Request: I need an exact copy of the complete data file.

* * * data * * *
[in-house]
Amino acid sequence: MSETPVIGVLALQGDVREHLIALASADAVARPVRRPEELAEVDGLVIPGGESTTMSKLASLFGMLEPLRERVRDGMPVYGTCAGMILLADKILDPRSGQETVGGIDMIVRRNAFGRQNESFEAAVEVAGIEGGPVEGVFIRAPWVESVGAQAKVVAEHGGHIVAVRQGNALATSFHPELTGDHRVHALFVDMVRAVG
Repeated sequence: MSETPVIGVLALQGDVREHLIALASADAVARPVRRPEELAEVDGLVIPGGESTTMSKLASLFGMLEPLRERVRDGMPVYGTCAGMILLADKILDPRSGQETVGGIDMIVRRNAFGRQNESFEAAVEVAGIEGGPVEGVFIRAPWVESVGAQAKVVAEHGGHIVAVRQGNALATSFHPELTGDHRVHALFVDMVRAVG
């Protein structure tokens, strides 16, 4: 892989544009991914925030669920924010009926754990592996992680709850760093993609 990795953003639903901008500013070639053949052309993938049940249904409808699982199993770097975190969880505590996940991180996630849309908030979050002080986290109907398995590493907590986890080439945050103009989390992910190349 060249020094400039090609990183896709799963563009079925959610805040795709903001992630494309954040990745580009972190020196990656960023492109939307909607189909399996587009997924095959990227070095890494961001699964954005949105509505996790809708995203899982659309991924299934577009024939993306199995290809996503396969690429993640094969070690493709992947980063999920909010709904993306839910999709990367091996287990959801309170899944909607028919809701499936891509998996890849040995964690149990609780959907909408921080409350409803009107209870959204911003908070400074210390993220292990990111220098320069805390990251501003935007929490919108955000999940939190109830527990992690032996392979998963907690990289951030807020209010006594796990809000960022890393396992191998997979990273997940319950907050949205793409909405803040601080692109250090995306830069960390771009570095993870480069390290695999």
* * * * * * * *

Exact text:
[in-house]
Amino acid sequence: MSETPVIGVLALQGDVREHLIALASADAVARPVRRPEELAEVDGLVIPGGESTTMSKLASLFGMLEPLRERVRDGMPVYGTCAGMILLADKILDPRSGQETVGGIDMIVRRNAFGRQNESFEAAVEVAGIEGGPVEGVFIRAPWVESVGAQAKVVAEHGGHIVAVRQGNALATSFHPELTGDHRVHALFVDMVRAVG
Repeated sequence: MSETPVIGVLALQGDVREHLIALASADAVARPVRRPEELAEVDGLVIPGGESTTMSKLASLFGMLEPLRERVRDGMPVYGTCAGMILLADKILDPRSGQETVGGIDMIVRRNAFGRQNESFEAAVEVAGIEGGPVEGVFIRAPWVESVGAQAKVVAEHGGHIVAVRQGNALATSFHPELTGDHRVHALFVDMVRAVG
């Protein structure tokens, strides 16, 4: 892989544009991914925030669920924010009926754990592996992680709850760093993609 990795953003639903901008500013070639053949052309993938049940249904409808699982199993770097975190969880505590996940991180996630849309908030979050002080986290109907398995590493907590986890080439945050103009989390992910190349 060249020094400039090609990183896709799963563009079925959610805040795709903001992630494309954040990745580009972190020196990656960023492109939307909607189909399996587009997924095959990227070095890494961001699964954005949105509505996790809708995203899982659309991924299934577009024939993306199995290809996503396969690429993640094969070690493709992947980063999920909010709904993306839910999709990367091996287990959801309170899944909607028919809701499936891509998996890849040995964690149990609780959907909408921080409350409803009107209870959204911003908070400074210390993220292990990111220098320069805390990251501003935007929490919108955000999940939190109830527990992690032996392979998963907690990289951030807020209010006594796990809000960022890393396992191998997979990273997940319950907050949205793409909405803040601080692109250090995306830069960390771009570095993870480069390290695999």